Gardening is a hobby that brings joy, entertainment, and a better quality of life. It is a creative activity, the result of which is a more aesthetically appealing home.
Thoughtful planning of a garden starts with the type of garden you would like to have. Deciding on a type of garden is essential defore choosing which design elements to include. Will your garden be just a place to plant a bunch of flowers, which will blossom only during the growing season? Or would you rather have a thoughtfully-chosen herb garden? Or maybe just a vegetable plot?
Another issue to consider is the climate in your location. It can be surprising how little we know about the facts, figures and statistics of the weather where we live. You may want to consult an online map to get statistical data regarding climate elements like rainfall per month or average temperatures.
The next step, after having decided about the type of garden and after investigating the local climate, is to figure out the plants that you would like to grow in your garden. Think of plants that are suitable for the duration of the growing season in your location and that will survive the changes in temperature, typical for your location.
The thoughtful planning of a garden involves one more factor to consider - how much shade is necessary for each of the plants. You need to make sure that there is enough light all over the places you plan to plant your garden.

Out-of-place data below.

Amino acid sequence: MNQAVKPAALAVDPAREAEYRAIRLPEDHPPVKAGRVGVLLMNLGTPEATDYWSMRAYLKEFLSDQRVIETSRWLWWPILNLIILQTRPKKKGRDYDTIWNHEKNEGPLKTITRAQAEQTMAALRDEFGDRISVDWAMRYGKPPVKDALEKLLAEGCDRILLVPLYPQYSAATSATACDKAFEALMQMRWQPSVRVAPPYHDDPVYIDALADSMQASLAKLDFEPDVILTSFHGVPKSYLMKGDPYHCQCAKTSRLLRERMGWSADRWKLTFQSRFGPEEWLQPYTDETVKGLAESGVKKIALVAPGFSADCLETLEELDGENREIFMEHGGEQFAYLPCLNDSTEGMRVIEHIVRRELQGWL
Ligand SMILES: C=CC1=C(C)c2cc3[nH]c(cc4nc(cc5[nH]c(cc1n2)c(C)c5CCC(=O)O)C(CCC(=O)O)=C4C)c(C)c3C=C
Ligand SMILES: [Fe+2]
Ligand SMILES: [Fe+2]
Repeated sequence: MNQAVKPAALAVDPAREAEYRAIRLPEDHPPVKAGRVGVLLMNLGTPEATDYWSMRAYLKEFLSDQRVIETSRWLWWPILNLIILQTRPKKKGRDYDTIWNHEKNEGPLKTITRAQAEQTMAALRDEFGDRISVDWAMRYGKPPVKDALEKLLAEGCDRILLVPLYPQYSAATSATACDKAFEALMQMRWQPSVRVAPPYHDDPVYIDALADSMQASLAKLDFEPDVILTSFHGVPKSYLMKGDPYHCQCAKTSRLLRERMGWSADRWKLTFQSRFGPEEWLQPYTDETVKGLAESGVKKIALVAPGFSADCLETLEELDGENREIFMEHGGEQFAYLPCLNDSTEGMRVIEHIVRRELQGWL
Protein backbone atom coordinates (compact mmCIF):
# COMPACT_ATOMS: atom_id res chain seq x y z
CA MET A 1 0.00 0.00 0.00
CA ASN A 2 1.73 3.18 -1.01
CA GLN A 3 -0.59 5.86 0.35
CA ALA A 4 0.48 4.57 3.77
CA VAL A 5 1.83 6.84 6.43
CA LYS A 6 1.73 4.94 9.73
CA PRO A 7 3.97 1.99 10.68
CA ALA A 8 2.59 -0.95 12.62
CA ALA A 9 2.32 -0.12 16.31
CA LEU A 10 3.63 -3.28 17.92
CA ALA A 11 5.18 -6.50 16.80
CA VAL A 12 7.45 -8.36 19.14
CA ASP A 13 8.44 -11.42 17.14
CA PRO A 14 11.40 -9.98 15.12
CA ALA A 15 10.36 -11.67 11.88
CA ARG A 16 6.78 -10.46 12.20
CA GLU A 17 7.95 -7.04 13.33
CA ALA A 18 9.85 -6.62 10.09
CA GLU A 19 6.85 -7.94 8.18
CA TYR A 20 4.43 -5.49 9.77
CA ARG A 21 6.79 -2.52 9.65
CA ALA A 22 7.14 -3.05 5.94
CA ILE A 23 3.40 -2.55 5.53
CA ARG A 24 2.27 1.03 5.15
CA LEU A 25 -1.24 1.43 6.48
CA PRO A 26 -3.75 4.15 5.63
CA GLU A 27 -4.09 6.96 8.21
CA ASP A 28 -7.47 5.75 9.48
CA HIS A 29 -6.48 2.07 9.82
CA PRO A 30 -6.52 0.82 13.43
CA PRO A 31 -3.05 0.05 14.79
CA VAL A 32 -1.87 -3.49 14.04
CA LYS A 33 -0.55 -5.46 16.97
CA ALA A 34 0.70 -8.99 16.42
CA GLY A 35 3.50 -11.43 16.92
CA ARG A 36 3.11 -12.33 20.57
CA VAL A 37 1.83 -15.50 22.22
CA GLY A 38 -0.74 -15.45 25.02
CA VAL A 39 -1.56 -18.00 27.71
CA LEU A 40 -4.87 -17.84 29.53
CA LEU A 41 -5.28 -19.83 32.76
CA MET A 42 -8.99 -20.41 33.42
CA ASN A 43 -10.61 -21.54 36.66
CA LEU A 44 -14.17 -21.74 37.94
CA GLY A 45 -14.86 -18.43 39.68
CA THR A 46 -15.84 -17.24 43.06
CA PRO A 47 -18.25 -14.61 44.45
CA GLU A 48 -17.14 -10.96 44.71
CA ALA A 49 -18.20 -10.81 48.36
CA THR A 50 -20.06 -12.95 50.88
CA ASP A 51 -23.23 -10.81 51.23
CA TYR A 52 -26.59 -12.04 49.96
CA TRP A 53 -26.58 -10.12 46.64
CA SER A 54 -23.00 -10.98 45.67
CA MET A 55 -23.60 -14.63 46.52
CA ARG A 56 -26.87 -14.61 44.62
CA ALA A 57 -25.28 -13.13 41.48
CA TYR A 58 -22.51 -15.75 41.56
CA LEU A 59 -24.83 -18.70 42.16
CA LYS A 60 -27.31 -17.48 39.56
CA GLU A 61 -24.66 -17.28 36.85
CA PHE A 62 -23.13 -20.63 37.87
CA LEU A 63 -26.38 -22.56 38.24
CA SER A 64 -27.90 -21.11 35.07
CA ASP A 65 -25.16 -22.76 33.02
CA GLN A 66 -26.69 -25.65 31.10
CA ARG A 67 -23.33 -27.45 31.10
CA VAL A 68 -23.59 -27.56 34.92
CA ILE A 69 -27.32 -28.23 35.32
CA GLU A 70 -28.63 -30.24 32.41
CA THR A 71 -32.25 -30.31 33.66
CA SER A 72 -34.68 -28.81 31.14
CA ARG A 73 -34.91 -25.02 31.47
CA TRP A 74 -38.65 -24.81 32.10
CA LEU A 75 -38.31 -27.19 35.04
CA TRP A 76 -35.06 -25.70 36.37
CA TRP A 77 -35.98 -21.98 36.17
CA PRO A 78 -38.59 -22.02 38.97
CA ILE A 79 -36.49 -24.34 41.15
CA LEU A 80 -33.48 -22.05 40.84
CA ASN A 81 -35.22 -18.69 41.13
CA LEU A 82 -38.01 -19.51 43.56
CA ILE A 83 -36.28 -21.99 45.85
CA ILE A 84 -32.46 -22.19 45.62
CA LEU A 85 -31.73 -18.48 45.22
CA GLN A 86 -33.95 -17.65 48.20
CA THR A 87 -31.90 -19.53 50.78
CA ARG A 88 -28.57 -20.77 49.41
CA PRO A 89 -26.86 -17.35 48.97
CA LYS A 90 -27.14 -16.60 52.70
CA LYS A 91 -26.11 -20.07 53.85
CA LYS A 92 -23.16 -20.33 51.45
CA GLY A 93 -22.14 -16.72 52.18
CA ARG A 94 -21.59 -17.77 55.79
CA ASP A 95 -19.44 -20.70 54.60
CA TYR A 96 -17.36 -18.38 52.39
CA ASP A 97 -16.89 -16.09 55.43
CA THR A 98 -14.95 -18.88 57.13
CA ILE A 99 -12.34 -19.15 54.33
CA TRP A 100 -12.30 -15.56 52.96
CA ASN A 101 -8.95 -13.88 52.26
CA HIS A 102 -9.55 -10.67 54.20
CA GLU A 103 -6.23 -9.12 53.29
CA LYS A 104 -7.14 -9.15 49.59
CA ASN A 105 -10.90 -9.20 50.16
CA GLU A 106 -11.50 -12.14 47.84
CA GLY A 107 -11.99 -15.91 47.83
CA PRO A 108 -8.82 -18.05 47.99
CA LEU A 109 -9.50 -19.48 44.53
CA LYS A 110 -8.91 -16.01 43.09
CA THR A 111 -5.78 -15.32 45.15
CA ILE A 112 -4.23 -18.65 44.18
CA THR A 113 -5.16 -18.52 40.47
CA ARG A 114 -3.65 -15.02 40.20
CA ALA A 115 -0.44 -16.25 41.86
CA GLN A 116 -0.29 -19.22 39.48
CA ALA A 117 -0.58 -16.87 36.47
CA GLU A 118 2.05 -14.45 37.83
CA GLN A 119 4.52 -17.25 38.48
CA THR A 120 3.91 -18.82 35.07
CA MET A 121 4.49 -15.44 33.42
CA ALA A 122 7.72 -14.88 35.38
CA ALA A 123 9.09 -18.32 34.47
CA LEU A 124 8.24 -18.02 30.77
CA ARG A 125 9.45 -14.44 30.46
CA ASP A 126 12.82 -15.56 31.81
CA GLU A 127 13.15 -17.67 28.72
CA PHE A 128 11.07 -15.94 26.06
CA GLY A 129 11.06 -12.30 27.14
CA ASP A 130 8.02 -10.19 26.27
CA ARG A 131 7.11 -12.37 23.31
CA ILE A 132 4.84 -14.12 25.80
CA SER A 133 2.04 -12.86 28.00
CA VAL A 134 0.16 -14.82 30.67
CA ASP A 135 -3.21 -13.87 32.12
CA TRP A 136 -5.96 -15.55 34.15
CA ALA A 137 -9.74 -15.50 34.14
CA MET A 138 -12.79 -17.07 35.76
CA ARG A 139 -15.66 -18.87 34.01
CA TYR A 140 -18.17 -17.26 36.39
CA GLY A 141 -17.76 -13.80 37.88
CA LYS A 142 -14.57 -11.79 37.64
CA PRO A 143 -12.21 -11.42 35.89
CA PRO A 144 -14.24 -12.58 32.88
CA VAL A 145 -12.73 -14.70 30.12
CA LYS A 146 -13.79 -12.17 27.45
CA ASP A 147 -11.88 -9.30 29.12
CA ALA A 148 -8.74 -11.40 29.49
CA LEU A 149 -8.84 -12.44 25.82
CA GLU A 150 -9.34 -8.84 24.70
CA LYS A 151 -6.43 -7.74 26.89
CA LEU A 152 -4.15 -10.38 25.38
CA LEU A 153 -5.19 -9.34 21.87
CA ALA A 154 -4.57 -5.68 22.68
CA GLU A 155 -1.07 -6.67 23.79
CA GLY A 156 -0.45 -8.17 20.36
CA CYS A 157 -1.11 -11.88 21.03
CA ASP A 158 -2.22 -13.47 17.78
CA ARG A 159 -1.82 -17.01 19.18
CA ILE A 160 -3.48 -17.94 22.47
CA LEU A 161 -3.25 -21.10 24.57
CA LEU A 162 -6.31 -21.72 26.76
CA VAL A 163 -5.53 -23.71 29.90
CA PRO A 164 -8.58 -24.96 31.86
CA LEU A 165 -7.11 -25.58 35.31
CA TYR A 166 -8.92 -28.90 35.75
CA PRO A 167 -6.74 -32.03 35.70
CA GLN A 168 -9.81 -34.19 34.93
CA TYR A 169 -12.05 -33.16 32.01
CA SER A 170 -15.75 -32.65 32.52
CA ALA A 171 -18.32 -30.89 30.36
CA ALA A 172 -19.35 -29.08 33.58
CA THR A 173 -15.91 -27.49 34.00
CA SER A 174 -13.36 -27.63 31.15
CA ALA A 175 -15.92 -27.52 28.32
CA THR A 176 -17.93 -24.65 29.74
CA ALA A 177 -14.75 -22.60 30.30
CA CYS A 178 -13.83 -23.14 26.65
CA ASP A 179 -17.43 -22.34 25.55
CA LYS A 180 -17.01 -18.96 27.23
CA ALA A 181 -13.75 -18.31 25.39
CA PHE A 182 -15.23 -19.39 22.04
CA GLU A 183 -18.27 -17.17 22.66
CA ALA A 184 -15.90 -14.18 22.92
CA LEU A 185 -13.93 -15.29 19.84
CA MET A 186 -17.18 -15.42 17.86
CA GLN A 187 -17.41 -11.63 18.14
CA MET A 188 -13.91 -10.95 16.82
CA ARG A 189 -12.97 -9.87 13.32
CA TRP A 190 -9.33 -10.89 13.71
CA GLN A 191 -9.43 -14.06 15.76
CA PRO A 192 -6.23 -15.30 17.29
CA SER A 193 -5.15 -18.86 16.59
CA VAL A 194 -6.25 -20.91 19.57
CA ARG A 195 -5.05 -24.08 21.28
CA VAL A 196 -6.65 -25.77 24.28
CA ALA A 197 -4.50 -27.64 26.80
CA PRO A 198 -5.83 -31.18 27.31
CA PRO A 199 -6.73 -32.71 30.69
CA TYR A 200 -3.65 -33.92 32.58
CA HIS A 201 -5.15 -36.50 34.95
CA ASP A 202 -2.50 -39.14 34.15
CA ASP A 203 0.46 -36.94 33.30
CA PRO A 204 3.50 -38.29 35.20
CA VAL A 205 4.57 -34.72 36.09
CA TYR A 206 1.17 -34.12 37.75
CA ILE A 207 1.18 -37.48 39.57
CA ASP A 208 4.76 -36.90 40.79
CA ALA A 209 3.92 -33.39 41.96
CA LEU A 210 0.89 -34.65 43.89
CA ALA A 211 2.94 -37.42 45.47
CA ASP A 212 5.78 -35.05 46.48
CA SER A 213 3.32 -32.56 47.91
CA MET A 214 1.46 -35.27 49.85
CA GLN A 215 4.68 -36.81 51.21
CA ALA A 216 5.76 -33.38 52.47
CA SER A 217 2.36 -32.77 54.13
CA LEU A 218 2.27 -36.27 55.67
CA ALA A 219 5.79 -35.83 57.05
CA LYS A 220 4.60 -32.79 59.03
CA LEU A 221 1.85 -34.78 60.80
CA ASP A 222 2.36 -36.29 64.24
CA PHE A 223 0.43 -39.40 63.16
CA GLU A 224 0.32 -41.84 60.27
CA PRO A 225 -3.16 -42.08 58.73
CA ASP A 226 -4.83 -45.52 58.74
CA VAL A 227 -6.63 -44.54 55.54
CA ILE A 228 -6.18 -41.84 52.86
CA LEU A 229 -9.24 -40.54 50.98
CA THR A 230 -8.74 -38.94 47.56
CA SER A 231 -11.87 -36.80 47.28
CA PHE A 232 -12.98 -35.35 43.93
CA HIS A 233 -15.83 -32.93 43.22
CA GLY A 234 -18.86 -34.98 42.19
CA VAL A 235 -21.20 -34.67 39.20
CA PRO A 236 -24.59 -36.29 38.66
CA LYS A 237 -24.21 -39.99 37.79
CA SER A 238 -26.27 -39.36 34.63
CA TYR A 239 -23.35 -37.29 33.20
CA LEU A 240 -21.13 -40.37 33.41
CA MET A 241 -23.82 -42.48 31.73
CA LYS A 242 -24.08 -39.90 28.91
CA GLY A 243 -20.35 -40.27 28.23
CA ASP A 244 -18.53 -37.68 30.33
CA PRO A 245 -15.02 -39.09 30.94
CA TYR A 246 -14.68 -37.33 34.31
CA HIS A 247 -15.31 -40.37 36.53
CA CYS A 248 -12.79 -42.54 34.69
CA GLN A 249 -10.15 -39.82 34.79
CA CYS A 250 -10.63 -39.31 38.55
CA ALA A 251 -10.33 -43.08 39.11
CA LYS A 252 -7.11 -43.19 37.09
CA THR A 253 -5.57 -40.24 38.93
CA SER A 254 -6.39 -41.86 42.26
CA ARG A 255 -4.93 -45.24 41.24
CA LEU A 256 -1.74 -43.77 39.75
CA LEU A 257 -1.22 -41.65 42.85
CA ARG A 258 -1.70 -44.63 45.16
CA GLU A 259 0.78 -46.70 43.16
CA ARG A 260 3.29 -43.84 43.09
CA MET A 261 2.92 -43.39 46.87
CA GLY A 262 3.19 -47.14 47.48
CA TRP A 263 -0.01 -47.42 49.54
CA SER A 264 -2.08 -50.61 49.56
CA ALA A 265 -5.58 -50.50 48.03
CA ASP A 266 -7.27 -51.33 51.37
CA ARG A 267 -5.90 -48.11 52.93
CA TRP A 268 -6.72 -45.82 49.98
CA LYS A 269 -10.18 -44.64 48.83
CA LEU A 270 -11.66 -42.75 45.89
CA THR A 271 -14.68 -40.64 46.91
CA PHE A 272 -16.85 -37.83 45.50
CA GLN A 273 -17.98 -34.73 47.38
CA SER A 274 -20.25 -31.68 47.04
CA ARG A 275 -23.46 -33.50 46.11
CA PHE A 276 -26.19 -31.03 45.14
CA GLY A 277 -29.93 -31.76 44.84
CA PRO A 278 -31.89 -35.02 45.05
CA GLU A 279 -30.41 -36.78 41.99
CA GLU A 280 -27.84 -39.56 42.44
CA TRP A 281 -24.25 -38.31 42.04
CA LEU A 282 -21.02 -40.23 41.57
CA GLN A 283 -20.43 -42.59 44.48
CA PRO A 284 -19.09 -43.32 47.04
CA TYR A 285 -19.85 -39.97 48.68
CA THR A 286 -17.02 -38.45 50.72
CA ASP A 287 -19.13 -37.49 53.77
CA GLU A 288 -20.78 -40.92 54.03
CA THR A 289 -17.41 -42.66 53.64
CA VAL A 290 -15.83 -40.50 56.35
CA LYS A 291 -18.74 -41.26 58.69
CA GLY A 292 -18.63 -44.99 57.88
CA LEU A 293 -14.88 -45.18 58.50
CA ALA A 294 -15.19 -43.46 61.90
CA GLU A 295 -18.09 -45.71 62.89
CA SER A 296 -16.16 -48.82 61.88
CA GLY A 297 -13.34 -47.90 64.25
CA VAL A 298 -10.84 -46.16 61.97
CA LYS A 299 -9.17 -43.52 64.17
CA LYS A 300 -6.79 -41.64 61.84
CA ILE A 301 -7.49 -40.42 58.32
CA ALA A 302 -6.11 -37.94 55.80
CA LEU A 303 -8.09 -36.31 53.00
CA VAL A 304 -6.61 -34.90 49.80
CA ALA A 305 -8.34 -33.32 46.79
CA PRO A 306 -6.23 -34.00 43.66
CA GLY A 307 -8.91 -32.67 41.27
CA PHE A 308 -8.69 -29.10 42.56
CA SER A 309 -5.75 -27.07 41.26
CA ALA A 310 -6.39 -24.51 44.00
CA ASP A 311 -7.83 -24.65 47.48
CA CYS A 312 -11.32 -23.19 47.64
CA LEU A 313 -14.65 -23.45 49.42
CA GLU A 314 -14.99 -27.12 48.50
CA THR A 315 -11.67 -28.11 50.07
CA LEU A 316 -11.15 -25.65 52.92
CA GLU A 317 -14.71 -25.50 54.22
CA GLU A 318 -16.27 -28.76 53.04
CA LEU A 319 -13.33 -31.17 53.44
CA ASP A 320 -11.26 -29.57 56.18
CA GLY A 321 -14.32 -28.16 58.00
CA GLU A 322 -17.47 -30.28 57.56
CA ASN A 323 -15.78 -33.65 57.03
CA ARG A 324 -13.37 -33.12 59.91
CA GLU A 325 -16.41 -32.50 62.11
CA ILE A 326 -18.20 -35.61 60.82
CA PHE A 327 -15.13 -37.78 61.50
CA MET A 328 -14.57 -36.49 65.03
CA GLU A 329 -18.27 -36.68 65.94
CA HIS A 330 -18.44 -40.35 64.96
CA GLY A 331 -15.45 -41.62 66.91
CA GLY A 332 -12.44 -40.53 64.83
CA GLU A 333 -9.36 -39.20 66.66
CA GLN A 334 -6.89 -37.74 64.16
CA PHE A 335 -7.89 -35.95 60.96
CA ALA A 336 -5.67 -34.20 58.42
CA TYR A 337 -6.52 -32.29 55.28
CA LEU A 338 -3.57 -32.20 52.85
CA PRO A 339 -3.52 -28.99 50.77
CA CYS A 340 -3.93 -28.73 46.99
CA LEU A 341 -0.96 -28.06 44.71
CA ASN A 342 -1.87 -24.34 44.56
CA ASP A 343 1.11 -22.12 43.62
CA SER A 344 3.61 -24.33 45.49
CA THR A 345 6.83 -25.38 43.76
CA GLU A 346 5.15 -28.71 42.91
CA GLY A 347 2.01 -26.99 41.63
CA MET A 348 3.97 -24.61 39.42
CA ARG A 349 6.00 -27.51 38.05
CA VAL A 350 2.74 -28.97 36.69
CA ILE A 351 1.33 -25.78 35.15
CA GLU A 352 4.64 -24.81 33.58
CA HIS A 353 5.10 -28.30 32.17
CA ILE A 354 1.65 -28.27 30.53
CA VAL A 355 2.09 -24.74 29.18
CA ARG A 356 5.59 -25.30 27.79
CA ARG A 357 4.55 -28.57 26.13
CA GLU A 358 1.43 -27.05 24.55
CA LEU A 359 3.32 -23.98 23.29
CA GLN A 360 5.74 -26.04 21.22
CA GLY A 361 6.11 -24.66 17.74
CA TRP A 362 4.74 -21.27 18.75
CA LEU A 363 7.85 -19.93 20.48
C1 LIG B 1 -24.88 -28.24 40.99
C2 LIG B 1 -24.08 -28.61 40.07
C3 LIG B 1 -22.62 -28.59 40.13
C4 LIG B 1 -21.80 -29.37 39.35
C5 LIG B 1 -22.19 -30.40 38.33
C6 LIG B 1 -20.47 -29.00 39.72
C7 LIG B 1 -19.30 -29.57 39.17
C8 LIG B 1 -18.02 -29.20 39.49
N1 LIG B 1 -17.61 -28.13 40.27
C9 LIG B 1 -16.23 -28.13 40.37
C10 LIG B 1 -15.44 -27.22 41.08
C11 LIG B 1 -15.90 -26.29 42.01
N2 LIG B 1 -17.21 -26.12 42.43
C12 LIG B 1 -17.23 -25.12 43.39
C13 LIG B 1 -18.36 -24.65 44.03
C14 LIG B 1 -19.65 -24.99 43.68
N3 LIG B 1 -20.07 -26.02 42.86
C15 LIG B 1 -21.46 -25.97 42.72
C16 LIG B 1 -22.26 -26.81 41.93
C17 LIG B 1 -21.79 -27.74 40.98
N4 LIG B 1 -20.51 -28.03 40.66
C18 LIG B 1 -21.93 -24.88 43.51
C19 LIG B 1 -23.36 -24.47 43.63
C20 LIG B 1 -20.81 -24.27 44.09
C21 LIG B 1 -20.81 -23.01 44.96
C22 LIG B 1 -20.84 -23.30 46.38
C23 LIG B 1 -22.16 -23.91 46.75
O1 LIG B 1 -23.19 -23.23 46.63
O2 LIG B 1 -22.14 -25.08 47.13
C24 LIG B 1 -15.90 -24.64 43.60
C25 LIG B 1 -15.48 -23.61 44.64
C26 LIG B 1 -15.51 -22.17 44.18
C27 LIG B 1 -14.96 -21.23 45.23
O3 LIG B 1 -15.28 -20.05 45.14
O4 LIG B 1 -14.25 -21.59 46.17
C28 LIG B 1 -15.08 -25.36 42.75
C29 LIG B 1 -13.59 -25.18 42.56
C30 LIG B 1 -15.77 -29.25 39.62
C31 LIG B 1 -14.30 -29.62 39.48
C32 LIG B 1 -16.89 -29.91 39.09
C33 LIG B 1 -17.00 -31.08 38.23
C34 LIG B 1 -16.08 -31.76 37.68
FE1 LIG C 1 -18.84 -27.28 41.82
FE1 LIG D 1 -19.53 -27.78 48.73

When you have finished with planning in theory, it is time to start planning the plots in your garden. Again, think for a good plan - one that brings joy, is easy to keep to, and at the same time efficiently uses the available space.
Think about where to place plants that require a lot of sunlight. The best place for such plants is away from buildings and taller trees because these block the light at daytime.
Deciding which plants to grow near the house, and which should be in the open also requires some thought. If you prefer the sunshine streaming through your windows, then you are best not to have bulky trees or bushes near the house, where they will block the sunlight.
If you have decided that you will be growing herbs and vegetables, the best place for them is near the house. When they are near the house, it is more likely that you will be using them for cooking. Besides convenience, you should also think about the location of vegetables as far as their needs for sunlight are concerned. This is especially true if yours is mainly a vegetable garden.
Last, but not least, take into account your personal preferences, when designing a garden. If there are particular extras you would like to have, for instance winding pathways or gazebos, include them in the initial design of the garden. Your outdoor garden is constrained only by the limits of your creativity and the growing season in your location.
David Kurshel is the webmaster of BIO Gardening -- a popular and extensive resource including articles and a newsletter about gardening. For more information, go to: http://www.biogardening.com